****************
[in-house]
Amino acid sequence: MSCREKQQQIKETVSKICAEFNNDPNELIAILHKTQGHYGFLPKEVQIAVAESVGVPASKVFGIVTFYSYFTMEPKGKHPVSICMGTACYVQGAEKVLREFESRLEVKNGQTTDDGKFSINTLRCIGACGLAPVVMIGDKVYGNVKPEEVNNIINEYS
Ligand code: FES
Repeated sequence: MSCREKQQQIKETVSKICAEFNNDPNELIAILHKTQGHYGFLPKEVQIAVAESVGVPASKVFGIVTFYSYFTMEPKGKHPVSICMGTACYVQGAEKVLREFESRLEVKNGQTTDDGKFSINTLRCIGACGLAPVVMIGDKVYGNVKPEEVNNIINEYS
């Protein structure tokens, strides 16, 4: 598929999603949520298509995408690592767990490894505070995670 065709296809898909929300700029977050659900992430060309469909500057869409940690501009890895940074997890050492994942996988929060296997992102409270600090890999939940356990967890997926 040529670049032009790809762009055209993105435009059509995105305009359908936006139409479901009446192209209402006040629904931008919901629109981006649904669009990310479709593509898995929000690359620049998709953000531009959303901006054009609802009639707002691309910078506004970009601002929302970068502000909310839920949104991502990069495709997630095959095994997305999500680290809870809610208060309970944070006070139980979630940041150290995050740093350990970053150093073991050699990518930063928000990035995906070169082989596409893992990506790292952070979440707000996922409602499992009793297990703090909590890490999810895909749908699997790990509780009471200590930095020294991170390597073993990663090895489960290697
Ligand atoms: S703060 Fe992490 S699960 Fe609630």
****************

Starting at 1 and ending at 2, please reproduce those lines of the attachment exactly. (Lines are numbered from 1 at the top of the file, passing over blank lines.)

[in-house]
Amino acid sequence: MSCREKQQQIKETVSKICAEFNNDPNELIAILHKTQGHYGFLPKEVQIAVAESVGVPASKVFGIVTFYSYFTMEPKGKHPVSICMGTACYVQGAEKVLREFESRLEVKNGQTTDDGKFSINTLRCIGACGLAPVVMIGDKVYGNVKPEEVNNIINEYS